Located in the Belmont/Cragin neighborhood at the intersection of Belmont and Kilpatrick – Lucy Parsons Park is 0.32 acres and it is the gathering place for community residents of all ages.
Kids enjoy the soft-surface/ADA accessible playground that features play areas with swings, slides,activity panels and climbing elements that keep children busy. Plus,water spray area to cool off in on those warm summer days. Our older residents enjoy sitting at one of the community tables - under the shade umbrella - playing a game of cards or visiting with friends.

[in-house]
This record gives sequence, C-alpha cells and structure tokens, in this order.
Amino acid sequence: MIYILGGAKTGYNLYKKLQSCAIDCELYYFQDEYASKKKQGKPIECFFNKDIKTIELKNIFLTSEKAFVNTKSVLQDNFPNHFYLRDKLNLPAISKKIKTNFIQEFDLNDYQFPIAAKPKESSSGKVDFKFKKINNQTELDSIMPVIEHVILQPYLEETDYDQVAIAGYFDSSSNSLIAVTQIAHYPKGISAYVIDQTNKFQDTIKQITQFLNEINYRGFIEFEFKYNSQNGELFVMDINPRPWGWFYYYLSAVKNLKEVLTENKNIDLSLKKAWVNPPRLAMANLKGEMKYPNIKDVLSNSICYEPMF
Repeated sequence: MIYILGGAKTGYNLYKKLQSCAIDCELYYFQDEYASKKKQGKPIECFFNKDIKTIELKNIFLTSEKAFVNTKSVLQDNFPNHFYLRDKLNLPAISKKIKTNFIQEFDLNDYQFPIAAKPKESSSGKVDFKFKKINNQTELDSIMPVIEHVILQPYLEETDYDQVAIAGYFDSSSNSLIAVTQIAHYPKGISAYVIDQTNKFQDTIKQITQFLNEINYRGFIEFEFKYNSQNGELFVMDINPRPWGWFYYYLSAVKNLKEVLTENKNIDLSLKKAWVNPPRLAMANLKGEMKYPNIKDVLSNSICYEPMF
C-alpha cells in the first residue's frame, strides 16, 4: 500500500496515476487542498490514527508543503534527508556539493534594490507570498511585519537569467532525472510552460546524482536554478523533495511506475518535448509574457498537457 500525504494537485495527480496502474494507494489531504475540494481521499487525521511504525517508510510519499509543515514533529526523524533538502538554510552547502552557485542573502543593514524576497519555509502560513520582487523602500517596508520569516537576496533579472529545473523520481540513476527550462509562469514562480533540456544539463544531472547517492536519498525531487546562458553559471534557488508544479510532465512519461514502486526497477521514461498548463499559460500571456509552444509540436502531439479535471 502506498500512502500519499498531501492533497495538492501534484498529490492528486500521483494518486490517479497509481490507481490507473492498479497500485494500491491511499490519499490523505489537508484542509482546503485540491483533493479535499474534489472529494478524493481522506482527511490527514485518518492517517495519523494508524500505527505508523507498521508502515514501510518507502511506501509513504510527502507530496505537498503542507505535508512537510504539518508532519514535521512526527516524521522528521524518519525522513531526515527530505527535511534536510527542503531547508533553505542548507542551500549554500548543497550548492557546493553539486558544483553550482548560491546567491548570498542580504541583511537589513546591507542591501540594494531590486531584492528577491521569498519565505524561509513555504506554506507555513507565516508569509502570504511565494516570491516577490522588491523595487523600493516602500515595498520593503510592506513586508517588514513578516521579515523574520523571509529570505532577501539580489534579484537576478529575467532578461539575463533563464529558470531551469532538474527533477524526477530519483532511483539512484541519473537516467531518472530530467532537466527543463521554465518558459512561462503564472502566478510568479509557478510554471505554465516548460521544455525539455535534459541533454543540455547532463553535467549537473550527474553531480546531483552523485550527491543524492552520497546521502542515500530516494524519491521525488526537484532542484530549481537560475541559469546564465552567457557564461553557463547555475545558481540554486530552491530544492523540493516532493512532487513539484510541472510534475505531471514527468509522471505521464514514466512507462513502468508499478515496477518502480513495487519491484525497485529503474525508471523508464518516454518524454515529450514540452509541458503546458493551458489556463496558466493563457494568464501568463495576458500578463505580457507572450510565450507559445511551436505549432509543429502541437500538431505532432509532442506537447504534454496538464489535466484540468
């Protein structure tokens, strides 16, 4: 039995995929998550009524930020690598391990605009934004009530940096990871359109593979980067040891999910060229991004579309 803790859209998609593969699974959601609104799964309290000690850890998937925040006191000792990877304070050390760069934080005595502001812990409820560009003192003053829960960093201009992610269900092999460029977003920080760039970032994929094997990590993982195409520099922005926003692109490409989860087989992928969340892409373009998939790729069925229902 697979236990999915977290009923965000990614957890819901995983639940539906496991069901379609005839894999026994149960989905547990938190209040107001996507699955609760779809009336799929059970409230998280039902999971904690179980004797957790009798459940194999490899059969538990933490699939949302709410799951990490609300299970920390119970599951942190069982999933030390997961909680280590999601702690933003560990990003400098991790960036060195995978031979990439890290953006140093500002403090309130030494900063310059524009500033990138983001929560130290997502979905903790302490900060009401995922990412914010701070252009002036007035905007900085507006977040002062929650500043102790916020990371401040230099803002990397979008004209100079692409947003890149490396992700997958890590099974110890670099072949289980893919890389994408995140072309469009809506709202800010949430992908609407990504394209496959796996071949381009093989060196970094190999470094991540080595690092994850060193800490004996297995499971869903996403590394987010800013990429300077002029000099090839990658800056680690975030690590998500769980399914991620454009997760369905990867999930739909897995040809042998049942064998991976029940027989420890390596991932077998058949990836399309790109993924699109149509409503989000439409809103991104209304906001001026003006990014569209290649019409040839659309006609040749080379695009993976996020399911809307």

Lucy Ella Gonzales Parsons (1853- 1942) is nationally important for her role in labor reform and the efforts for women’s rights. Born of a mixed Native American, African American, and possibly Hispanic heritage, she married Albert Parsons, a labor organizer who became one of the martyrs who was executed after the Haymarket Riot. In 1878, Lucy Parsons helped organize the Working Women’s Union No. 1 (WWU), then the only women workers unions in Chicago. She was a prolific writer on issues related to socialism and labor reform, writing for publications such as the Socialist . She also wrote about race relations in an article that appeared in Freedom . After her husband’s death, she published Anarchism: Its Philosophy and Scientific Basis, which he wrote in prison while awaiting execution. In 1905, Parsons helped to found the Industrial Workers of the World, along with Eugene Debs and Mother Jones. Though involved in anarchism and often portrayed as a “dangerous woman” she was defended by important Chicago leaders collaborated with social reformers such as Jane Addams. At the time of her death, Ms. Parsons lived at 3130 N. Troy, which is only slightly more than a mile from this park site.